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Americana: Guns: The Battle over the Second Amendment

By Bill Fitzpatrick Email By Bill Fitzpatrick
March 2014
Americana: Guns: The Battle over the Second Amendment

For most of our nation’s history, most legal scholars and American citizens understood that the Second Amendment gave militias, not “the people,” the right to bear arms. But today, nearly three-fourths of the American people believe the Second Amendment gives the people the right to bear arms.

After a busy day of out-of-town work, I am sitting in Saluda’s, a pleasant restaurant located in the Five Points area of Columbia, South Carolina. On the evening of October 13, 2013, and just a few steps away from this restaurant, a life was changed.

Martha Childress, a freshman at Clemson University, was standing in line waiting to catch a taxi for the short ride to the University of South Carolina campus. She was talking with two of her friends—my best friend’s daughters in fact—when she suddenly crumpled to the ground. “Get up, get up,” her friends Ellison and Chandler tell her, not realizing what had happened. “I can’t,” Martha replies, “I don’t know why, but I can’t move my legs.” A pool of blood is spotted, an ambulance is called, and Martha is rushed to the hospital. She felt no pain that night because a stray bullet fired by a distant gunman at a different person had severely damaged her spinal cord. Martha will never walk again.

Twenty-seven elementary school kids are killed by a gunman in Sandy Hook, Connecticut. Barely a week after the tragedy, the National Rifle Association’s Executive Vice President Wayne LaPierre tells us, “The only thing that stops a bad guy with a gun is a good guy with a gun.” He then calls on Congress to act immediately “to put armed police officers in every school in this nation.” Oh, yes, the NRA was quick to report that within weeks of the Sandy Hook massacre, another 250,000 members joined their organization.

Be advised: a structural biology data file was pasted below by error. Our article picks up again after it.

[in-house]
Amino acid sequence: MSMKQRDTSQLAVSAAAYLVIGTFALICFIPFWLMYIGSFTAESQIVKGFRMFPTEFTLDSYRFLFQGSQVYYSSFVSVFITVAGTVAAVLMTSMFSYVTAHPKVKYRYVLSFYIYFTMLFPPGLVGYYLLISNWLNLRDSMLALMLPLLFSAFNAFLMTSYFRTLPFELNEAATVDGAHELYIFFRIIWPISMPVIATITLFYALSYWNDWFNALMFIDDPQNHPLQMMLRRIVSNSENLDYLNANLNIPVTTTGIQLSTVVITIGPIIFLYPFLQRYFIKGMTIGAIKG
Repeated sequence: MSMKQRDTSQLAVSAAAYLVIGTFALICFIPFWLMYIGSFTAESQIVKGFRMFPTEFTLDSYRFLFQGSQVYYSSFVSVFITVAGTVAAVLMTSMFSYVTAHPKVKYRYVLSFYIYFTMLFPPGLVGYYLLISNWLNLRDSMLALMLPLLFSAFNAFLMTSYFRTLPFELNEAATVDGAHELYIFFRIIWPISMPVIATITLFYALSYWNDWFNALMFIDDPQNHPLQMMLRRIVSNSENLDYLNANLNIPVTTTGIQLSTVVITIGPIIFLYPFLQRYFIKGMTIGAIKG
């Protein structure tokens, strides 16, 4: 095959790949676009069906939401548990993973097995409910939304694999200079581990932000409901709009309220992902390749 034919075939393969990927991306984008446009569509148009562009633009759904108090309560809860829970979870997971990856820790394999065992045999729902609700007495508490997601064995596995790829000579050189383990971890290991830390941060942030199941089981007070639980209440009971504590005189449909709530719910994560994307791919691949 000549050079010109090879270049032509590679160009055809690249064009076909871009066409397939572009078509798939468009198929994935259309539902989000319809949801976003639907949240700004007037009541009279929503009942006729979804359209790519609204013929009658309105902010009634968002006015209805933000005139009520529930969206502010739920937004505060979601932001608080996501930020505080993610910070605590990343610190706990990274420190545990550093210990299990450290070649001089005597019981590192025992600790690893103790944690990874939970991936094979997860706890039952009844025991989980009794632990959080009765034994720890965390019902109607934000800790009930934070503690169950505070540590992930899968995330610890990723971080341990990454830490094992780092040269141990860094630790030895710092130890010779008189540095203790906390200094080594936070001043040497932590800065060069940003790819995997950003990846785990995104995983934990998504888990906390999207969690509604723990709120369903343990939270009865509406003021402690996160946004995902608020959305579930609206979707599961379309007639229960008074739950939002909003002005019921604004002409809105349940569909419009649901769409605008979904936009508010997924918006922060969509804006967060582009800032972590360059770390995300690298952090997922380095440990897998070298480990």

For months, I have delayed writing about our American gun culture because I was unsure of my footing, not confident that I could explain how in my lifetime our country has morphed from “just” being a violent country, to being violent, and gun-obsessed. In an effort to unravel the mystery, I read books, sifted through academic reports, even flipped the pages of gun magazines, but found no answers. I asked my friends and I asked perfect strangers. Finally, a month or so ago, I found the smoking gun.

We will begin our story in 1775. You and I are Boston shopkeepers. We hear talk of “revolution.” Like many, we are resentful of the British presence, so we agree to serve in the local militia. On June 16, we remove our shop aprons, grab our hunting rifles and join our neighbors to fight the well-equipped British army in “The Battle of Bunker Hill.” On June 17, the red-coated British approach in all their regal professionalism. We twitch, consider taking a long-range shot, but then hear a distant colonel shout the iconic words that still reverberate in American history: “Don’t fire until you see the whites of their eyes!” The British ultimately prevail, but not without suffering surprising losses in the skirmish. Word spreads throughout the colonies of how this local militia nearly defeated the world’s most powerful nation.

During the course of the Revolutionary War (1775-1783), local militias supported our nation’s “Continental Army,” led by General George Washington. Occasionally, as in the Battle of Bunker Hill, their contributions were significant. In other instances, as Washington notes in his private letters, he is appalled by the militia’s lack of discipline and blames them for battlefield losses. After the war, Washington and others made the case that the federal government should maintain the nation’s defenses, a position opposed by men who were skeptical of putting so much power and weaponry into so few hands. Opponents argued that state’s militias should take responsibility for our nation’s defenses. On December 15, 1791, the Second Amendment to the Constitution was ratified into law:

A well-regulated militia, being necessary to the security of a free state, the right of the people to keep and bear arms, shall not be infringed.